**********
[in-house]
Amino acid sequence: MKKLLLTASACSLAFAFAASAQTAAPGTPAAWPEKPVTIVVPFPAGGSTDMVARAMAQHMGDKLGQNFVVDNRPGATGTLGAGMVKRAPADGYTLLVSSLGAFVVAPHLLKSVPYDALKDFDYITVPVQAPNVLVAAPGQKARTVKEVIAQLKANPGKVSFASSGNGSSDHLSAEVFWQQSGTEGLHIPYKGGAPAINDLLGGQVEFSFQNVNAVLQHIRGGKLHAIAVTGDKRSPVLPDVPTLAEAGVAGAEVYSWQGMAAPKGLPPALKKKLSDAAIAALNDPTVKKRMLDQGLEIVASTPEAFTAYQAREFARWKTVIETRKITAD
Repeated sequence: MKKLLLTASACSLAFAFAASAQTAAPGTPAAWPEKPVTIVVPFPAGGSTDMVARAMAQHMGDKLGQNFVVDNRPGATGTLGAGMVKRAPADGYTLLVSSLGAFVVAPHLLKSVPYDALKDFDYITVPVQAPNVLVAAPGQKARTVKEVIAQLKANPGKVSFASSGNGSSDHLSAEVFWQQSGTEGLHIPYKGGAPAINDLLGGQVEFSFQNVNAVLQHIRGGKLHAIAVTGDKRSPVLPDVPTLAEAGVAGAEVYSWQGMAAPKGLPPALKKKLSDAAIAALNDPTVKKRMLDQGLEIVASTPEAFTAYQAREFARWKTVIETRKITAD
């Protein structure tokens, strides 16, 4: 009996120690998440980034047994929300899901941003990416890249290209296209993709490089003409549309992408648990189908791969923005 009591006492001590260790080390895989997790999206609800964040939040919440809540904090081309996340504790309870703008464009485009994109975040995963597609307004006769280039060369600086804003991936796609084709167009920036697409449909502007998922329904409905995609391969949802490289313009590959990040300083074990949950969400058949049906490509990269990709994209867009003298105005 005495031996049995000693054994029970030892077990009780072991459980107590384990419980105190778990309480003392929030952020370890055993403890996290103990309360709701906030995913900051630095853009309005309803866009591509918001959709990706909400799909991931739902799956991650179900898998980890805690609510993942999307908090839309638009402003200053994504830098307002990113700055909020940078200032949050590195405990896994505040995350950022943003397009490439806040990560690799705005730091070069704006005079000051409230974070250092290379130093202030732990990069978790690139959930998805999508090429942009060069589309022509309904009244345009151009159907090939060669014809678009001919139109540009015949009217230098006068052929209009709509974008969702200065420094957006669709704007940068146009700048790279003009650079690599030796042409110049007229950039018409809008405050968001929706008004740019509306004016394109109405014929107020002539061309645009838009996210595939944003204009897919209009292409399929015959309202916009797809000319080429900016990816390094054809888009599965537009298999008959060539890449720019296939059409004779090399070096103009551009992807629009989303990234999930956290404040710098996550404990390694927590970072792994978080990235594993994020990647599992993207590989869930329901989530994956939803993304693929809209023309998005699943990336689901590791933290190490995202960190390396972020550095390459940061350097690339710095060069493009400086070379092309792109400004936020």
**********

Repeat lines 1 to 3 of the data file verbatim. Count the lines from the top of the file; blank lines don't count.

[in-house]
Amino acid sequence: MKKLLLTASACSLAFAFAASAQTAAPGTPAAWPEKPVTIVVPFPAGGSTDMVARAMAQHMGDKLGQNFVVDNRPGATGTLGAGMVKRAPADGYTLLVSSLGAFVVAPHLLKSVPYDALKDFDYITVPVQAPNVLVAAPGQKARTVKEVIAQLKANPGKVSFASSGNGSSDHLSAEVFWQQSGTEGLHIPYKGGAPAINDLLGGQVEFSFQNVNAVLQHIRGGKLHAIAVTGDKRSPVLPDVPTLAEAGVAGAEVYSWQGMAAPKGLPPALKKKLSDAAIAALNDPTVKKRMLDQGLEIVASTPEAFTAYQAREFARWKTVIETRKITAD
Repeated sequence: MKKLLLTASACSLAFAFAASAQTAAPGTPAAWPEKPVTIVVPFPAGGSTDMVARAMAQHMGDKLGQNFVVDNRPGATGTLGAGMVKRAPADGYTLLVSSLGAFVVAPHLLKSVPYDALKDFDYITVPVQAPNVLVAAPGQKARTVKEVIAQLKANPGKVSFASSGNGSSDHLSAEVFWQQSGTEGLHIPYKGGAPAINDLLGGQVEFSFQNVNAVLQHIRGGKLHAIAVTGDKRSPVLPDVPTLAEAGVAGAEVYSWQGMAAPKGLPPALKKKLSDAAIAALNDPTVKKRMLDQGLEIVASTPEAFTAYQAREFARWKTVIETRKITAD